It’s safe to say that our indoor arenas didn’t improve our home’s property value. Although we made the kids use soft foam balls, bats, and hockey sticks, every wall got scarred, scuffed, chipped, and dinged. We could have patched and painted, but we preferred to see the vivid testament to a house well lived and childhoods well played.

Parenting Style: Positive Parenting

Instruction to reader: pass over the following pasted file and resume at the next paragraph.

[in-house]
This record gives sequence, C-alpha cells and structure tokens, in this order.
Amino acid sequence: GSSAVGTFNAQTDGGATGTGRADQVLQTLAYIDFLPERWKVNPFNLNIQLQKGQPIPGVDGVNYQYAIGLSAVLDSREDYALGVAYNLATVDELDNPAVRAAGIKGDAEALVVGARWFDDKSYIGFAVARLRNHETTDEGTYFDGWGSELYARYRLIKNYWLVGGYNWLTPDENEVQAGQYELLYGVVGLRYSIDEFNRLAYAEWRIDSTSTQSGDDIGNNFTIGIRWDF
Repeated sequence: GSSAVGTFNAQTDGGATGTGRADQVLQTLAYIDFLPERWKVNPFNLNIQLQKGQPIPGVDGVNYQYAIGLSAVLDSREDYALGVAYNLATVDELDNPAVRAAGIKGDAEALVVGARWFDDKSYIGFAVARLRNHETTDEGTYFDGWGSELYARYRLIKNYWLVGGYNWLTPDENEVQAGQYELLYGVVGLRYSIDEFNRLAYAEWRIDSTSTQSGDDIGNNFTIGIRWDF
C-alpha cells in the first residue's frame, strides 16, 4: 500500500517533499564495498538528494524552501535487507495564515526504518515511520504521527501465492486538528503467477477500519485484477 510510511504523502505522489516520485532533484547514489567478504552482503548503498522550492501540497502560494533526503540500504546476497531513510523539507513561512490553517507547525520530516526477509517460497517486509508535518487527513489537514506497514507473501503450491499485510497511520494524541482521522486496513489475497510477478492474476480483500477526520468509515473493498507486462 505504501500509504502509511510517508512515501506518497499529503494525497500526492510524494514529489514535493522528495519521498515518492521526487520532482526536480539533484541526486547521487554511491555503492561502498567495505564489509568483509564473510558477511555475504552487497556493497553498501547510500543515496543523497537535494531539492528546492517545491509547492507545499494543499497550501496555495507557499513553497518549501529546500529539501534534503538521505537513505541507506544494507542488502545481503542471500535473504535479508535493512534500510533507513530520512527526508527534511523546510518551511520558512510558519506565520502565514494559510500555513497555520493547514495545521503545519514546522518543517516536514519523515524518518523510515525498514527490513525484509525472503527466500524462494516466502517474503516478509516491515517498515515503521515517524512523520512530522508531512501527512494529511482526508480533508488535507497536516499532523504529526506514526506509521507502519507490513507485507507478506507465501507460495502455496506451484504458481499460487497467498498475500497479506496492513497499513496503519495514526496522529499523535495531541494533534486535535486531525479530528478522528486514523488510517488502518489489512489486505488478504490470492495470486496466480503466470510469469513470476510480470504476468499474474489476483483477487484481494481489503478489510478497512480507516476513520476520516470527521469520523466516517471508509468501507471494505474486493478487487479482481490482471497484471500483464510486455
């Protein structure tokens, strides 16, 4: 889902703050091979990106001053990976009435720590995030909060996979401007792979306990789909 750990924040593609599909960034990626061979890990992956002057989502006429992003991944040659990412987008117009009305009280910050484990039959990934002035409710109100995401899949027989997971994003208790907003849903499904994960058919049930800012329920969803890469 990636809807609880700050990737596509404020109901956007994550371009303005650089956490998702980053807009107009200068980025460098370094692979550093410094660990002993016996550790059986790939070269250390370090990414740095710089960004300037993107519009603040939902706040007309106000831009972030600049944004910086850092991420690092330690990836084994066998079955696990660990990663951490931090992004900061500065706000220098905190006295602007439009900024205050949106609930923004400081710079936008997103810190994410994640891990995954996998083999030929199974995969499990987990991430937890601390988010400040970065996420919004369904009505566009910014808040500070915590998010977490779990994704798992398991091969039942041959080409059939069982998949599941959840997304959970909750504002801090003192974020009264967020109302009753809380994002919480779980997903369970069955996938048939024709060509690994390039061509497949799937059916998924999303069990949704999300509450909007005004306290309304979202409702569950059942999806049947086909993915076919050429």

Parenting Style: Positive Parenting
Parenting Style: Positive Parenting

Dr. Harley RotbartDr. Harley A. Rotbart is Professor and Vice Chairman Emeritus of Pediatrics at the University of Colorado School of Medicine and Children’s Hospital Colorado. He is the author of four books for parents and families, including No Regrets Parenting and 940 Saturdays. He is also a Parents advisor and a contributor to The New York Times Motherlode blog. Visit his blog at noregretsparenting.com and follow him on Facebook and Twitter (@NoRegretsParent).